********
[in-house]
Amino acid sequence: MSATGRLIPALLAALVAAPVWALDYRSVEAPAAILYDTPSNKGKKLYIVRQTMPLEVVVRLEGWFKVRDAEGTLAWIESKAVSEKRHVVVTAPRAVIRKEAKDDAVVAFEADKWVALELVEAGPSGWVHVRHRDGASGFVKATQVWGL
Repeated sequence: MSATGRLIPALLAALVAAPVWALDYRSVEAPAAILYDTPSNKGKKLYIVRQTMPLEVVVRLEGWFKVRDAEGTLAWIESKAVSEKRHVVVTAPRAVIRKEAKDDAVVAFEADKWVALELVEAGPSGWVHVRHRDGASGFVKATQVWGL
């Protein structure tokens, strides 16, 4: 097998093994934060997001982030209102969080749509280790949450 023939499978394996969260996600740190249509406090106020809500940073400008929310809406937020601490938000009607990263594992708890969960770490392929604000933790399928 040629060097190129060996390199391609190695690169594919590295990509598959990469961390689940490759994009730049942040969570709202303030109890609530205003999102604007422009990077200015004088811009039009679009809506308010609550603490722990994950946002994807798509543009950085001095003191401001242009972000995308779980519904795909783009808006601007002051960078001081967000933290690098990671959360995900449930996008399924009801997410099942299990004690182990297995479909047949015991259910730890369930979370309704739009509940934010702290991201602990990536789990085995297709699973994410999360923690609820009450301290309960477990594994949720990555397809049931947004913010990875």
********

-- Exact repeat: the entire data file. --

[in-house]
Amino acid sequence: MSATGRLIPALLAALVAAPVWALDYRSVEAPAAILYDTPSNKGKKLYIVRQTMPLEVVVRLEGWFKVRDAEGTLAWIESKAVSEKRHVVVTAPRAVIRKEAKDDAVVAFEADKWVALELVEAGPSGWVHVRHRDGASGFVKATQVWGL
Repeated sequence: MSATGRLIPALLAALVAAPVWALDYRSVEAPAAILYDTPSNKGKKLYIVRQTMPLEVVVRLEGWFKVRDAEGTLAWIESKAVSEKRHVVVTAPRAVIRKEAKDDAVVAFEADKWVALELVEAGPSGWVHVRHRDGASGFVKATQVWGL
């Protein structure tokens, strides 16, 4: 097998093994934060997001982030209102969080749509280790949450 023939499978394996969260996600740190249509406090106020809500940073400008929310809406937020601490938000009607990263594992708890969960770490392929604000933790399928 040629060097190129060996390199391609190695690169594919590295990509598959990469961390689940490759994009730049942040969570709202303030109890609530205003999102604007422009990077200015004088811009039009679009809506308010609550603490722990994950946002994807798509543009950085001095003191401001242009972000995308779980519904795909783009808006601007002051960078001081967000933290690098990671959360995900449930996008399924009801997410099942299990004690182990297995479909047949015991259910730890369930979370309704739009509940934010702290991201602990990536789990085995297709699973994410999360923690609820009450301290309960477990594994949720990555397809049931947004913010990875």